After I was honorably discharged from the military in July, 1990, I went to work in the delivery business. Milk, beer, bread, early morning hours. I worked alone.

In 1993, a criminal abducted one of my customers from a convenience store. She endured a horrific two-day sexual assault. She was taken five minutes after I’d left her store.

I wished I’d been there to help her. But what could I have done? Anything I could have.

I felt the same guilt I had felt when I’d shot T decades earlier—only different. In this case I wish I’d have been there to stop a crime. Ready, willing and most importantly able to do so. I didn’t know it at the time, but I was heading towards a sort of tipping point.

In 1994, my wife and I bought our first house in what turned out to be a neighborhood crack hub. Trouble never knocked on our door, but it was all around us. I couldn’t sleep thinking about the possibility of someone mistakenly—or intentionally—invading our house. I couldn’t let my wife suffer the same fate as my customer had endured the year before.

My anti-gun fervor was gone, melted in the crucible of my own self-interest and my desire for other law-abiding Americans to be able to protect themselves from criminals and crazies.

I knew, better than anyone, that guns are dangerous. But I realized that life is dangerous. And some dangers are worse than others.

I bought a GLOCK 22.

I know most of you believe in keeping gun ownership on the down-low, but I let certain people in the neighborhood know that I was legally armed, trained and prepared to defend myself and my family. I’m sure it was a deterrent.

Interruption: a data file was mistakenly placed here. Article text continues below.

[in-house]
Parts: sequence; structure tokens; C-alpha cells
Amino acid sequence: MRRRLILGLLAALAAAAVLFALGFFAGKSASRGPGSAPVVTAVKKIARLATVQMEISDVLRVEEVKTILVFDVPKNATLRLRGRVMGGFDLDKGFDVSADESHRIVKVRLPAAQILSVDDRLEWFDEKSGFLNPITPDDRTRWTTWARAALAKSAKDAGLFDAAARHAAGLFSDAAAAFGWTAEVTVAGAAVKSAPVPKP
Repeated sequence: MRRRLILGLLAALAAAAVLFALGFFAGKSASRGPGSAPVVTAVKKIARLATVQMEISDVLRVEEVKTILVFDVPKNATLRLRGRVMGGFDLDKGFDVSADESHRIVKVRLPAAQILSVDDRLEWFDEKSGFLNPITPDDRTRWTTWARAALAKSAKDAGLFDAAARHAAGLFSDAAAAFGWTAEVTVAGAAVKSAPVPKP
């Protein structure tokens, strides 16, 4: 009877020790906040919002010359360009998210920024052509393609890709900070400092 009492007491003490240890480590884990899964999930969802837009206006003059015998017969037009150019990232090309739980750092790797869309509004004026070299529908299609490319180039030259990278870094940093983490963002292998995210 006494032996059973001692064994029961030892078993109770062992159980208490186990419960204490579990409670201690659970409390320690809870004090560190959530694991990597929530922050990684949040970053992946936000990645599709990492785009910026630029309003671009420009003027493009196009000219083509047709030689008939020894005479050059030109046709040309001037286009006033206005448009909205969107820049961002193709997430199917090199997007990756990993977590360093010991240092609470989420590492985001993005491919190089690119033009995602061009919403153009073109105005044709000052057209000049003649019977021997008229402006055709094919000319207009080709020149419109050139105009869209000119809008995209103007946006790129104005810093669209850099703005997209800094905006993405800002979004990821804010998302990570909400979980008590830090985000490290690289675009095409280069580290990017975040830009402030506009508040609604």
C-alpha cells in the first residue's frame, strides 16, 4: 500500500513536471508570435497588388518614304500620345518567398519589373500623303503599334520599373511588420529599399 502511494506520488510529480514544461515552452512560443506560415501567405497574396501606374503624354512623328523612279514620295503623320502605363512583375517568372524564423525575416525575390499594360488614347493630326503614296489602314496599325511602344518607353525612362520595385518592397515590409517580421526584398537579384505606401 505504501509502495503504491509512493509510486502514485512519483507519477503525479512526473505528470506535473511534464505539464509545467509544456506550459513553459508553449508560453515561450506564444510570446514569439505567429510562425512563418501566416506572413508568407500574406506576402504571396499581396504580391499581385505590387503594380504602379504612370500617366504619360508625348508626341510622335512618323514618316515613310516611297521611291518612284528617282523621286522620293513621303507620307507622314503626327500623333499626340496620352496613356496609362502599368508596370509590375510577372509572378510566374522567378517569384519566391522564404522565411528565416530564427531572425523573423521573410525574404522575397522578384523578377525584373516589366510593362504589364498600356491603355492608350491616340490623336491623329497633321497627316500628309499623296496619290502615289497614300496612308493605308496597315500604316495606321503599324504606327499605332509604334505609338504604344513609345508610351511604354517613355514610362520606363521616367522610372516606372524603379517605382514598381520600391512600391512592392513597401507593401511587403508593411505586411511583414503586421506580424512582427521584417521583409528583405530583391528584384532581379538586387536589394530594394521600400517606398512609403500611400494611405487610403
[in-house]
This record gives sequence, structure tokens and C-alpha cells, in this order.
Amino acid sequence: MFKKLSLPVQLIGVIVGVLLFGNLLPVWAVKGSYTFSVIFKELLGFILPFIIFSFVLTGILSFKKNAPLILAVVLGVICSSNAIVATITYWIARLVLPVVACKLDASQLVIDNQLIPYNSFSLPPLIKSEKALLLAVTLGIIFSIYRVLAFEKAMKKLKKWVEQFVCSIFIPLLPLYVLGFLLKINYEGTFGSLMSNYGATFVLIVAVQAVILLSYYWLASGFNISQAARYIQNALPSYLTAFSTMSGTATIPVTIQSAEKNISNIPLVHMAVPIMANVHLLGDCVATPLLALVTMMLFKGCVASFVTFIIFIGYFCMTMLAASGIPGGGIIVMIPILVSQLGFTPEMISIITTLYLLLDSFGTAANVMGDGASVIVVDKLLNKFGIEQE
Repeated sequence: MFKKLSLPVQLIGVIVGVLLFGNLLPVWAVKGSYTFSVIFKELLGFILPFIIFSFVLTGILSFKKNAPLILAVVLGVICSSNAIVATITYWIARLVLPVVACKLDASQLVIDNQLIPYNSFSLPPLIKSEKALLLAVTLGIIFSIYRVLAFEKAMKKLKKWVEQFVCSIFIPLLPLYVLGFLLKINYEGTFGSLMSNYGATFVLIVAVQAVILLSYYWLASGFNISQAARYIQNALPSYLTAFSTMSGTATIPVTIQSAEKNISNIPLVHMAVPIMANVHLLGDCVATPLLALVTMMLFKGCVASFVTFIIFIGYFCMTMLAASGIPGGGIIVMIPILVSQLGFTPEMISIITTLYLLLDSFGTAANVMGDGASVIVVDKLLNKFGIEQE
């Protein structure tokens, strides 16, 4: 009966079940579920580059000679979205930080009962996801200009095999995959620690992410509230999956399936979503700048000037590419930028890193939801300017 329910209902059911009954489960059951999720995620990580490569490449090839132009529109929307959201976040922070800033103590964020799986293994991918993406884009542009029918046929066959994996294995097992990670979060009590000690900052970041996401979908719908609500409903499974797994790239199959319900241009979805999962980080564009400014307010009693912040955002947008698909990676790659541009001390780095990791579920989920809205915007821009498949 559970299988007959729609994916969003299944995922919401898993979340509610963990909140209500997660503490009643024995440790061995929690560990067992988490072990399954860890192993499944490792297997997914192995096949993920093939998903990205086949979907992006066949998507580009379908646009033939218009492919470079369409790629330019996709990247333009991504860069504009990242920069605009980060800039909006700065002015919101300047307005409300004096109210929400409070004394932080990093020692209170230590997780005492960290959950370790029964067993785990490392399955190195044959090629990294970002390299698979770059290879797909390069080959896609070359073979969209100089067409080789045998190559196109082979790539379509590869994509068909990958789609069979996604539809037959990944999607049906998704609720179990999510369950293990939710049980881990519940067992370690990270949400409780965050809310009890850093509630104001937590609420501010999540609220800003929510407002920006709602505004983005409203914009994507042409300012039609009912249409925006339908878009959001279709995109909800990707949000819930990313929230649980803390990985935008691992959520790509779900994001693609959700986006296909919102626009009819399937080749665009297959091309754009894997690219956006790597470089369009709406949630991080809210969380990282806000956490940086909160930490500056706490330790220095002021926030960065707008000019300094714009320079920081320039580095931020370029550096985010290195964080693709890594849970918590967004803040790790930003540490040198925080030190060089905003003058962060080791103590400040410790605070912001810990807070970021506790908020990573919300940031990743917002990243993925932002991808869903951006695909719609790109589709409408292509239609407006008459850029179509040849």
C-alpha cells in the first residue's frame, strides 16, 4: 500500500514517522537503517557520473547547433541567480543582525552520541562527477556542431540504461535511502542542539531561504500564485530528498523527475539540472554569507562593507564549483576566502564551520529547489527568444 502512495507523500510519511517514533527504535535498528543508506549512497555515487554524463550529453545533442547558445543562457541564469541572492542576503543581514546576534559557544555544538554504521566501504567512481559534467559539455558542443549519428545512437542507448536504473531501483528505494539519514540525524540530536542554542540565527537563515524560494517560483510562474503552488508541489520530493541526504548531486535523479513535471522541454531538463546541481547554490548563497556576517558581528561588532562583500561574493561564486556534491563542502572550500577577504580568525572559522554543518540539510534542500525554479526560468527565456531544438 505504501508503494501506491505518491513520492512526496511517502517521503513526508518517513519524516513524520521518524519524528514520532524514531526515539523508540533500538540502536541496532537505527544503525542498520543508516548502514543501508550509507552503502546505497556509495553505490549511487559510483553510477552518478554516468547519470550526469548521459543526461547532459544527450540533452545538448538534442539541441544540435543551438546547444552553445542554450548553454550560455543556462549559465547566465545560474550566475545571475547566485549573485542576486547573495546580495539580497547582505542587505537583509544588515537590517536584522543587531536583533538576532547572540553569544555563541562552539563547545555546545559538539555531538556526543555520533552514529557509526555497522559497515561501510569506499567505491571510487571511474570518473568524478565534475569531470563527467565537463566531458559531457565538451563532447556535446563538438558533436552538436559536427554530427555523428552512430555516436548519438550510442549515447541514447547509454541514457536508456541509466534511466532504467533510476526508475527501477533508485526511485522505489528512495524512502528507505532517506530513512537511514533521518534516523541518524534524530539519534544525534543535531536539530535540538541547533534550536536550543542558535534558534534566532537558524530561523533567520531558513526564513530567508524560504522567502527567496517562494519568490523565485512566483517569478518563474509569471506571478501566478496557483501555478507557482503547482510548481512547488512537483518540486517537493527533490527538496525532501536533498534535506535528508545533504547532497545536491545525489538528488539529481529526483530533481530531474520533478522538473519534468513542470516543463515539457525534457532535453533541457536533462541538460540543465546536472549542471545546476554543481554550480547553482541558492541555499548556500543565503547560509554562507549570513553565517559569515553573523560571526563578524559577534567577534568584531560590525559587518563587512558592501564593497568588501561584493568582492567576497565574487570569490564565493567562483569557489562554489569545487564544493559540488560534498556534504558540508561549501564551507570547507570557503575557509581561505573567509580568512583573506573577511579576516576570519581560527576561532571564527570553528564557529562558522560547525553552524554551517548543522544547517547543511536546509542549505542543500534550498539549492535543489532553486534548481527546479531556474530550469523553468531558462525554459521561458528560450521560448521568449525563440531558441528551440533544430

As a conservative talk show host focusing on gun rights, I know that violence can strike anywhere. Closer to home, I’ve received credible death threats. Everyone in my family carries now.

In 2009, I finally hooked up with the boy I’d shot again, thanks to the magic of Facebook. T’s forgiven me. We’re still tight to this day. I feel very fortunate that the ND wasn’t any more damaging than it was.

It’s been a long road becoming the pro-Second Amendment, pro-gun, pro-freedom man I am today, but I finally know the truth about guns. They are a tool that must be respected. Without firearms we, as a people, as individuals, are defenseless. And that’s no place to be.


Bill Frady is the host of Lock N Load radio. 

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  1. Watching looters after Hurricane Andrew help themselves to people’s belongings in Dade County while homeowners stood there defenseless watching convinced me 911 is not going to cut it.
    Seeing a city come apart because of a court ruling or a OIS of a black by a white cop showed me how close to losing control we really are.

    Many people have their decision point to reference. Others just grew up shooting and hunting with guns all round the house. Then there are those who lived in gated secure communities who think the only thing you need to do is call for help. Ask Kitty Genovese how that worked out, except she’s dead.

  2. “In 2009, I finally hooked up with the boy I’d shot again, thanks to the magic of Facebook. ”
    So because of Facebook you shot him again?

    • Maybe “reconnected” is a better word. I think of “hooked-up with” as a sexual encounter.

    • Get your heads out of the gutter and just read the words. Projecting is the problem here.

        • Haha hey man I try my hardest not to. In the meantime I’ll be hooking up with my blow-hard friends to bang out some serious discussion about moist brownies and other words that dirty-minds have stolen.

  3. I support this tool in the exercise of his First Amendment. This doesn’t mean I need to read the 2nd part of his Bravo Sierra sob story. F-K-A